The latest on Lolita Nation

Alex_Chilton_and_Scott_Miller_1986
Scott Miller (right) standing next to his biggest musical influence, Big Star’s Alex Chilton (1950-2010) (left).

The band Game Theory existed in the 1980s, and had a good run as artistic output goes. But during their day, they were beset by various runs of bad luck: the folding of their record label, Enigma, and the lack of publicity they had during and after they folded. The group disbanded around 1989, and group leader, songwriter, lead guitarist and vocalist Scott Miller (1960-2013) formed the group The Loud Family, which lasted for several more albums until 2006.

But I wish to focus on the latest posthumous offering by Omnivore Records, a reissuing a couple of weeks ago, of the high water mark of the creative powers of Scott Miller and Game Theory, and that was the double LP, Lolita Nation. Omnivore released it on a single CD, and in addition provided another CD of “bonus tracks”. And a booklet of quotes from producers and band members that had a hand in creating the album. Former live-in girlfriend Donnette Thayer talked about her experiences as guitarist and vocalist. Even Shelley LaFreniere was brought out of obscurity to write a few blurbs about her memory of her experiences in helping out as their keyboardist and background vocalist. However, most of the writing seemed to come from producer Mitch Easter, drummer Gil Ray, tour manager Dan Vallor, who also helped out with backup vocals. They would be the people you would want to hear the most from anyway.

lolitanation_front
Lolita Nation, Front cover
Lolita Nation, Back cover (original issue from Enigma Records).

Of course, I found the need to listen to the CD of bonus tracks more than the actual album which I played to death in the 80s and 90s. To play to the fan base, they have the long version of Chardonnay as their first track, which was never on the original album. after that, a few tracks were, to my ears, better left on the cutting room floor. But that’s not what bonus tracks are for. Even bonus tracks for Beatles reissues have a lot of crap on them. But like any cult fan, you are there for the gems. And they deliver on that. There is an interesting cover of The Hollies’ Carrie-Anne, which I have never heard them sing before. They also cover Joy Division’s Love Will Tear Us Apart. The highlight was the acoustic solo of Game Theory’s own Together Now, Very Minor without the deep space echo of Scott’s voice that was in the Lolita album.

Altogether, I found the album quite enjoyable, and the Bonus CD did not disappoint.

Recognizable OOC Recipients: Comedians

akroyd
Dan Akroyd

Dan Akroyd was a comedic actor who got his start in Saturday Night Live, then he and John Belushi formed The Blues Brothers which went from a blues/comedy act to a full-length film. Among the films he starred in, were Ghostbusters, Trading Places, Ghostbusters II, and the satire Dragnet. He was made a member of the Order of Canada on 7 November, 2000.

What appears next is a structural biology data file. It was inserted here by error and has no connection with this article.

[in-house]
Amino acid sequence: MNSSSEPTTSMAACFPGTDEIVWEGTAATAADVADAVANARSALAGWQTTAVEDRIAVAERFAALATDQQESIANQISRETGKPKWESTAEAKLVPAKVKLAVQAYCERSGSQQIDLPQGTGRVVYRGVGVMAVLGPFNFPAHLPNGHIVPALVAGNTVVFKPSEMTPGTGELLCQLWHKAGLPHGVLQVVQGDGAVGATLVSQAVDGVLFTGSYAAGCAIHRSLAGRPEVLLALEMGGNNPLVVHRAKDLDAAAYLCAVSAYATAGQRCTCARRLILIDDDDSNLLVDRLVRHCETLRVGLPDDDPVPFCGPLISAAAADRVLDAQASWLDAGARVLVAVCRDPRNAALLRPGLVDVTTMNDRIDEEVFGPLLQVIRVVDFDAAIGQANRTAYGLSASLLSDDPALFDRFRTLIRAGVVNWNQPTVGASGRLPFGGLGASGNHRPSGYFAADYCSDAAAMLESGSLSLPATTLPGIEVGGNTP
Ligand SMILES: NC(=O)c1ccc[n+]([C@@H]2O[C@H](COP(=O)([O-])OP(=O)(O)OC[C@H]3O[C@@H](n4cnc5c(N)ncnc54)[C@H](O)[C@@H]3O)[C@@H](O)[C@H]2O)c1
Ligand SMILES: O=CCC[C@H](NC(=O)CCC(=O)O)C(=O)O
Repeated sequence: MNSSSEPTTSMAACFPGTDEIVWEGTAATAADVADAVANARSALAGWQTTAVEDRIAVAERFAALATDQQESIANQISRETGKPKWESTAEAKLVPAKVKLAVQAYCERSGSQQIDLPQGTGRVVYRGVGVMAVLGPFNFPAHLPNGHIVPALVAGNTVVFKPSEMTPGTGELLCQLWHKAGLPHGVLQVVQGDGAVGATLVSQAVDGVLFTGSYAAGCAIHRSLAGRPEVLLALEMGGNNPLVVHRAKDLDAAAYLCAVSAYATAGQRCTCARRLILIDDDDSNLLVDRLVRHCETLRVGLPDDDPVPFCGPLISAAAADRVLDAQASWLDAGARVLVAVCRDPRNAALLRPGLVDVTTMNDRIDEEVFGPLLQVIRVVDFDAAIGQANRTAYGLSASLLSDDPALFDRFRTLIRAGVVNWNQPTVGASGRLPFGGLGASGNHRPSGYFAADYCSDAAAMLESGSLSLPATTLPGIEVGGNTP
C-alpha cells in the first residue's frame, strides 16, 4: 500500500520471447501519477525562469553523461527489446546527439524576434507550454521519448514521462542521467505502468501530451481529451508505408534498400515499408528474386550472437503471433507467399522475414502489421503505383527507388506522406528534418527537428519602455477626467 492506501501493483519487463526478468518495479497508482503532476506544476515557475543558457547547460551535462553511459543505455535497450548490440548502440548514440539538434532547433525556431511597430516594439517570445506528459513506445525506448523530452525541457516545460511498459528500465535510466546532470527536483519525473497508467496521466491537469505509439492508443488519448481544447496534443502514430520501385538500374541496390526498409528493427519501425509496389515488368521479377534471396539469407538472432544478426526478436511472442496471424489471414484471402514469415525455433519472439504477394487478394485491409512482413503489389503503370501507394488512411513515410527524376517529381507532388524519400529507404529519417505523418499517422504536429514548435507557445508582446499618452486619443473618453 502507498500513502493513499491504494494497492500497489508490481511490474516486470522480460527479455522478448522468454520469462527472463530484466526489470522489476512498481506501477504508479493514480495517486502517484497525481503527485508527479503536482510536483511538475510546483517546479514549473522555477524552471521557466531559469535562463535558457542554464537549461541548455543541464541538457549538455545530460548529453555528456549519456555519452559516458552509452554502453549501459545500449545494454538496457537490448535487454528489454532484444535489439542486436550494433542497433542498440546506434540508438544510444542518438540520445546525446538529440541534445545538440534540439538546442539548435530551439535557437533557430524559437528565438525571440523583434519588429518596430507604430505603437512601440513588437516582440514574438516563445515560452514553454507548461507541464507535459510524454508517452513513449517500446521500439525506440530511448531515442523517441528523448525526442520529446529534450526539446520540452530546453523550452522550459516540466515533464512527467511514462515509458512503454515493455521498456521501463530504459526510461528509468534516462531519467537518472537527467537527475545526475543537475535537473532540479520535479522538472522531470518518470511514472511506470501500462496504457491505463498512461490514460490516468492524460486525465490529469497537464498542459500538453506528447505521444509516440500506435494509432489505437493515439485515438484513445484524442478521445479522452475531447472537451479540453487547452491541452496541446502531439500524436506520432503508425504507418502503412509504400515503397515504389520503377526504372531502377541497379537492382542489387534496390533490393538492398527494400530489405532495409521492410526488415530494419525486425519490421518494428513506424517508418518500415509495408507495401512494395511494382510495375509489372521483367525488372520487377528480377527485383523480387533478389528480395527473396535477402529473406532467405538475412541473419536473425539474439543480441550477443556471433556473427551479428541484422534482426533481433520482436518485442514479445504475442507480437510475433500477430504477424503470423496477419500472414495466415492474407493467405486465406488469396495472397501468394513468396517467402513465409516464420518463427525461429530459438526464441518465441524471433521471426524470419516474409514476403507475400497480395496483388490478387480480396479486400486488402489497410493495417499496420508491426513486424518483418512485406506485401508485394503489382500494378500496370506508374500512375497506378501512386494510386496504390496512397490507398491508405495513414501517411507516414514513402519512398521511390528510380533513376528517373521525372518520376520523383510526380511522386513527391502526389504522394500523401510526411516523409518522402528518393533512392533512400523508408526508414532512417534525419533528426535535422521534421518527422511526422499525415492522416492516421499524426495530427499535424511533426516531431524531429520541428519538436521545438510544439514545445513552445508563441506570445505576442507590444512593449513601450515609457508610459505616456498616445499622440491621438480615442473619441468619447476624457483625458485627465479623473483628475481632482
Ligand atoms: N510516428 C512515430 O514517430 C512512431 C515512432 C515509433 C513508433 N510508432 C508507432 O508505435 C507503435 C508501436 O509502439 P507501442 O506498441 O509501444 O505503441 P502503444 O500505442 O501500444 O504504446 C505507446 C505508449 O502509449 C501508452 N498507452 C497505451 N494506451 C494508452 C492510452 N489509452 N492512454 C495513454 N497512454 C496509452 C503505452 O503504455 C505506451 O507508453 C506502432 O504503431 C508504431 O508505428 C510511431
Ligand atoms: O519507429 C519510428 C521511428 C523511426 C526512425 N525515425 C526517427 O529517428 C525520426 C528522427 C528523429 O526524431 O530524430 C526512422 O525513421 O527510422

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Eugene Levy is the one on the lef- uh, ri- uhh… Aw, crap.

Eugene Levy worked for years on the comedy show Second City, both live in Toronto and on the 80s hit TV series, SCTV. He has won numeous honours for his comedic creations, and by the time he was awarded the OOC in 2011, he already won many awards and honors. He was made a member of the Order of Canada in November of 2011.

Famous Teetotalers 06: Very expressive people

American actor Jim Carrey attends the annual White House Easter Egg Roll on the South Lawn of the White House in Washington, DC, April 21, 2014. The 126th annual White House Easter Egg Roll, the largest annual public event at the White House with more than 30,000 attendees expected, features live music, sports courts, cooking stations, storytelling and Easter egg rolling, with the theme, "Hop into Healthy, Swing into Shape." AFP PHOTO / Saul LOEBSAUL LOEB/AFP/Getty Images
Jim Carrey

Jim Carrey – Probably one of the funniest comedians alive, the star of the Ace Ventura sequels, The Mask, and The Eternal Sunshine of the Spotless Mind has had a few ups and downs in his private life, including battling depression, he has sworn off all meds, booze, and even coffee, and has been that way since at least 2013.

rollins
Henry Rollins

Henry Rollins – This former lead member of the post punk group Black Flag and later becoming a maker of several spoken word records, appearing in lots of films, found drugs and alcohol to be “a bummer”, and tended to be too much of a bore, and so he has never felt the need to drink. He says he gets his highs from listening to music and performing.

Recognizable OOC Recipients 05: News anchors

Lloyd-Robertson
Lloyd Robertson

Lloyd Robertson (OOC 1998) — He was six years an anchor for CBC news in the early to mid-seventies. He later moved to CTV, and had been anchor there until 2011 when he retired. He has been news anchor longer than Walter Cronkite, and is in fact the record holder for the longest-serving anchorman in television history.

mansbridge
Peter Mansbridge

Peter Mansbridge (OOC 2008) — A youngster by Lloyd Roberson standards, Peter Mansbridge has been news anchor at CBC since 1988, and is still working at CBC. It will be another six years until he beats Robertson’s record. He does hold the record for the longest serving anchor still active.

Famous Teetotalers 05: Christians

Hey you! Come here and git yerself baptized!
Hey you! Come here and git yerself baptized!

There are many Christian denominations whose devotees practice abstinence: Mormons, Amish, Methodists, Quakers, 7th-day Adventists, Mennonites, Salvation Army members, and there are probably more that I can’t think of. But not all preach abstinence, including Roman Catholics. Jesus himself turned water into over a hundred gallons of wine (John 2:1-11), seemingly to encourage its use at a wedding.